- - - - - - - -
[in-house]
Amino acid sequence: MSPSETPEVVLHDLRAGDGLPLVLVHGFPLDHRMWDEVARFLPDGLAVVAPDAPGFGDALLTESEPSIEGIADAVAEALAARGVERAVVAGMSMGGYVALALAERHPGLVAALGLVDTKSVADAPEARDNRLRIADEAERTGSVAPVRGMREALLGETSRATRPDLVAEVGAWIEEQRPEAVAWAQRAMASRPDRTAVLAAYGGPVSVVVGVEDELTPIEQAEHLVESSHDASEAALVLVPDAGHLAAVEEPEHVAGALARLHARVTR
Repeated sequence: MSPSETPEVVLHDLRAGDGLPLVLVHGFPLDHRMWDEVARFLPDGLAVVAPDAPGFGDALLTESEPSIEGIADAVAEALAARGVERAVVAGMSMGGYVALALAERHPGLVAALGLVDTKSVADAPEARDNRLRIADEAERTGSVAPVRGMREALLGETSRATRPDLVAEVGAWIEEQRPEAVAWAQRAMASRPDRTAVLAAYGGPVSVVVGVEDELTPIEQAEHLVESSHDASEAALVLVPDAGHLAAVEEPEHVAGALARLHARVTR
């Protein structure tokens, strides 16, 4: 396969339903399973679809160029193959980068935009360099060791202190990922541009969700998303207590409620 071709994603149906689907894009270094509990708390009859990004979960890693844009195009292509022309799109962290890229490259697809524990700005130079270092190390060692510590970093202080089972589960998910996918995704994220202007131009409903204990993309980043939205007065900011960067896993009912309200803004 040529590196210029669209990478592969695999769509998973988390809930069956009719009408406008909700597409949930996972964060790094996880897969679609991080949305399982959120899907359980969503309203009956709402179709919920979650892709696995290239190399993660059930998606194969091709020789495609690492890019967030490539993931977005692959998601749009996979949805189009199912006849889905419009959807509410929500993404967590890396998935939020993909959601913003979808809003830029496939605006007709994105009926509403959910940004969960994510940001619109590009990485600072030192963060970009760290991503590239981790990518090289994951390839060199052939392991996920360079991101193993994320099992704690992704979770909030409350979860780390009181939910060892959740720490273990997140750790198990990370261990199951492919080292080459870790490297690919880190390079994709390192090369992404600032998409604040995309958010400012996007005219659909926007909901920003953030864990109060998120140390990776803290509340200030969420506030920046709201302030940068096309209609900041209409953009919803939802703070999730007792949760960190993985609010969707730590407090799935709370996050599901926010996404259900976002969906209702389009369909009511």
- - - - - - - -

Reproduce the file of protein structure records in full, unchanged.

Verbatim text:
[in-house]
Amino acid sequence: MSPSETPEVVLHDLRAGDGLPLVLVHGFPLDHRMWDEVARFLPDGLAVVAPDAPGFGDALLTESEPSIEGIADAVAEALAARGVERAVVAGMSMGGYVALALAERHPGLVAALGLVDTKSVADAPEARDNRLRIADEAERTGSVAPVRGMREALLGETSRATRPDLVAEVGAWIEEQRPEAVAWAQRAMASRPDRTAVLAAYGGPVSVVVGVEDELTPIEQAEHLVESSHDASEAALVLVPDAGHLAAVEEPEHVAGALARLHARVTR
Repeated sequence: MSPSETPEVVLHDLRAGDGLPLVLVHGFPLDHRMWDEVARFLPDGLAVVAPDAPGFGDALLTESEPSIEGIADAVAEALAARGVERAVVAGMSMGGYVALALAERHPGLVAALGLVDTKSVADAPEARDNRLRIADEAERTGSVAPVRGMREALLGETSRATRPDLVAEVGAWIEEQRPEAVAWAQRAMASRPDRTAVLAAYGGPVSVVVGVEDELTPIEQAEHLVESSHDASEAALVLVPDAGHLAAVEEPEHVAGALARLHARVTR
């Protein structure tokens, strides 16, 4: 396969339903399973679809160029193959980068935009360099060791202190990922541009969700998303207590409620 071709994603149906689907894009270094509990708390009859990004979960890693844009195009292509022309799109962290890229490259697809524990700005130079270092190390060692510590970093202080089972589960998910996918995704994220202007131009409903204990993309980043939205007065900011960067896993009912309200803004 040529590196210029669209990478592969695999769509998973988390809930069956009719009408406008909700597409949930996972964060790094996880897969679609991080949305399982959120899907359980969503309203009956709402179709919920979650892709696995290239190399993660059930998606194969091709020789495609690492890019967030490539993931977005692959998601749009996979949805189009199912006849889905419009959807509410929500993404967590890396998935939020993909959601913003979808809003830029496939605006007709994105009926509403959910940004969960994510940001619109590009990485600072030192963060970009760290991503590239981790990518090289994951390839060199052939392991996920360079991101193993994320099992704690992704979770909030409350979860780390009181939910060892959740720490273990997140750790198990990370261990199951492919080292080459870790490297690919880190390079994709390192090369992404600032998409604040995309958010400012996007005219659909926007909901920003953030864990109060998120140390990776803290509340200030969420506030920046709201302030940068096309209609900041209409953009919803939802703070999730007792949760960190993985609010969707730590407090799935709370996050599901926010996404259900976002969906209702389009369909009511």